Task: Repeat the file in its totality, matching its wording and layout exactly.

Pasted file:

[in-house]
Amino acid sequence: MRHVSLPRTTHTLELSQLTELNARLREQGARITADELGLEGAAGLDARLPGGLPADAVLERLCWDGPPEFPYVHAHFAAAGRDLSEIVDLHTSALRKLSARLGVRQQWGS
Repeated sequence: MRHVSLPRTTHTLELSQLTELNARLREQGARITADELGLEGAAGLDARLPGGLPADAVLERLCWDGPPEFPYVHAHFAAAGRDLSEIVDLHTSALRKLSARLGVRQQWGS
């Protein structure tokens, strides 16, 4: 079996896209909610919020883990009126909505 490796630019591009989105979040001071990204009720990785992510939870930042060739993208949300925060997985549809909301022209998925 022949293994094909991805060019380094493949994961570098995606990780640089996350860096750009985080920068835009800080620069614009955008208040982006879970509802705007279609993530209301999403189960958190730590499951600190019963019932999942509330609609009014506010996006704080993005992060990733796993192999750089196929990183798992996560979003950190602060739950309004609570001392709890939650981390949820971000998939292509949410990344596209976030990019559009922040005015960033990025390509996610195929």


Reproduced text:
[in-house]
Amino acid sequence: MRHVSLPRTTHTLELSQLTELNARLREQGARITADELGLEGAAGLDARLPGGLPADAVLERLCWDGPPEFPYVHAHFAAAGRDLSEIVDLHTSALRKLSARLGVRQQWGS
Repeated sequence: MRHVSLPRTTHTLELSQLTELNARLREQGARITADELGLEGAAGLDARLPGGLPADAVLERLCWDGPPEFPYVHAHFAAAGRDLSEIVDLHTSALRKLSARLGVRQQWGS
């Protein structure tokens, strides 16, 4: 079996896209909610919020883990009126909505 490796630019591009989105979040001071990204009720990785992510939870930042060739993208949300925060997985549809909301022209998925 022949293994094909991805060019380094493949994961570098995606990780640089996350860096750009985080920068835009800080620069614009955008208040982006879970509802705007279609993530209301999403189960958190730590499951600190019963019932999942509330609609009014506010996006704080993005992060990733796993192999750089196929990183798992996560979003950190602060739950309004609570001392709890939650981390949820971000998939292509949410990344596209976030990019559009922040005015960033990025390509996610195929």